UniSA teacher asks parents to check child’s sleep before turning off

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The struggle to get your child to fall asleep and stay asleep is something that most parents can relate to. Once the bedtime battle is over and the kids have finally fallen asleep, many parents also log off.

But University of South Australia researcher Professor Kurt Lushington is calling on parents to check their little snoozers before turning them off.

He says it’s important to know the quality of a child’s sleep, as it could be an indicator of sleep breathing disorders – an underreported medical condition that can affect a child’s health and well-being. .

During sleep, the muscles that keep the upper airways stiff relax and, as a result, the airways narrows, which can cause snoring, sniffling, or in severe cases, complete airway obstruction. “

Professor Kurt Lushington, University of South Australia

“It’s called sleep breathing disorders, which can cause a number of problems in children, including daytime sleepiness, fatigue, irritability, hyperactivity and poor attention – and potentially make it worse. school performance.

“The long-term effects are not well understood, but research suggests that sleep disturbances in breathing may also adversely affect cardiovascular and metabolic health.

“Sleep breathing disorders are not significantly diagnosed in the community. Parents can play an important role in the diagnostic process by looking for common symptoms, which include heavy breathing, snoring, gasping or sniffling,” and stopping breathing completely – then share that information with their child’s doctor.

In a new study of 1,639 children in South Australia, Professor Lushington and his colleagues interviewed parents to determine whether they viewed sleep breathing disorders as a sleep problem. The results suggest that many parents are concerned about their children’s sleep patterns, but this does not translate into seeking medical help.

Almost all parents of children with symptoms of sleep disturbance saw apnea as a problem, while almost two-thirds saw sniffing, gasping, and fear that their child would stop breathing as a problem.

About half of parents saw snoring as a problem and only a third considered breathing heavily, but not snoring, to be a problem.

Professor Lushington says the results are surprising given that most parents do not raise these issues with their child’s healthcare professionals.

“Parents are not inclined to discuss their child’s sleep difficulties during medical visits – in Australia, it is estimated that only 4% of parents will speak to their doctor about it,” he says.

“The good news from our study is that we found that many parents already recognize that there is a problem sleeping. Prior to that, we hypothesized that underreporting of symptoms suggesting sleep breathing problems , or sleep problems in In general, during a medical consultation, it could be due to the parents’ ignorance of an existing problem.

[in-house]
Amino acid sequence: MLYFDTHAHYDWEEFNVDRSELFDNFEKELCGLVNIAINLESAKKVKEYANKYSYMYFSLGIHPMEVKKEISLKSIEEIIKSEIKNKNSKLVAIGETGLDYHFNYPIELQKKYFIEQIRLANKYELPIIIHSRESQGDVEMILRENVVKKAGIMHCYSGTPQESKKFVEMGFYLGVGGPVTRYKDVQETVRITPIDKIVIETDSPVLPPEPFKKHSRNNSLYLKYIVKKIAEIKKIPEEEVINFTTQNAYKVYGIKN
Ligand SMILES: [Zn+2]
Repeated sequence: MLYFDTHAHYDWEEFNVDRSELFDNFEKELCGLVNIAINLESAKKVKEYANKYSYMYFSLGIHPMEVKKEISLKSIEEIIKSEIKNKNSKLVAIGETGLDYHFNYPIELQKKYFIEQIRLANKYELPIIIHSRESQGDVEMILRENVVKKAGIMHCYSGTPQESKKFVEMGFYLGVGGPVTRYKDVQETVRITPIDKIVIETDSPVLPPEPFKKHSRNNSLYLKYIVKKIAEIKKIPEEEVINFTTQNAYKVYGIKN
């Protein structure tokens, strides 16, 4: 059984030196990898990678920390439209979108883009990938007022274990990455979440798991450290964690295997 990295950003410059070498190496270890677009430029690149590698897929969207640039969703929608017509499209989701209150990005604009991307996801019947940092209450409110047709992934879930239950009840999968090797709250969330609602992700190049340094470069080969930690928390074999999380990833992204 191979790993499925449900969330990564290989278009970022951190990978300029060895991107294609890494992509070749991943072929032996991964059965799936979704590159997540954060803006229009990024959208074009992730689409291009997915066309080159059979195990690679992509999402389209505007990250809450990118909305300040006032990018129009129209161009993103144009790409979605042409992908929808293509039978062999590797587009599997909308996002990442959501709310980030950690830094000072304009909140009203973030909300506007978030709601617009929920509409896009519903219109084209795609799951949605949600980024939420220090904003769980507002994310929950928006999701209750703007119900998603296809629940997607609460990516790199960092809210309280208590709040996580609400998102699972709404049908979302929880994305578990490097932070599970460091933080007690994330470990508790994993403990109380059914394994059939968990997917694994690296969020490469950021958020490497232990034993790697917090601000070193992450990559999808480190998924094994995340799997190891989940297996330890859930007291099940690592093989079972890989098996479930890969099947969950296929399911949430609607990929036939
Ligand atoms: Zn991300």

“While there is a need to educate parents more about the symptoms of sleep breathing disorders – especially when snoring or heavy breathing is a potential cause for concern, there are clearly other barriers for parents to raise. sleep problems during medical consultations.

To address this issue, we suggest that physicians deliberately include questions about sleep during consultations to encourage parents to discuss symptoms they may have seen in their children at night.

“If parents check to see if their children are sleeping well at night and doctors visit parents regularly to discuss children’s sleep patterns, we may be able to detect sleep breathing disorders earlier and take steps to treat them beforehand.” that they do not affect behavior and health. “

The current treatment for sleep breathing disorders in children is adeno-tonsillectomy – the removal of adenoids and tonsils – which is known to improve the quality of life and sleep in children.

The research was published in the article “Sleeping Breathing Disorders in Children: What Symptoms Do Parents See as a Problem?” In sleep medicine.

Your child’s sleep – check-in tips:

  • Familiarize yourself with guidelines for how much sleep children need at different ages to function well during the day.
  • If your child is getting enough sleep as directed, but is having daytime problems with drowsiness, fatigue, irritability, hyperactivity or lack of attention, this could be a sign of trouble breathing while sleeping.
  • If you notice that your child is snoring, having trouble breathing at night, having long pauses between breaths for more than 20 seconds, or panting at night, it is time to discuss the symptoms with your GP or pediatrician. child.

Learn about what normative sleep is to make sure everyone in your household gets a good night’s sleep – the Sleep Health Foundation is a great place to start with a number of fact sheets available for free in line.

Source:

University of South Australia

Journal reference:

Lushington, K., et al. (2021) Sleeping Breathing Disorders in Children: What Symptoms Do Parents See as a Problem ?. Sleep medicine. doi.org/10.1016/j.sleep.2021.02.014.


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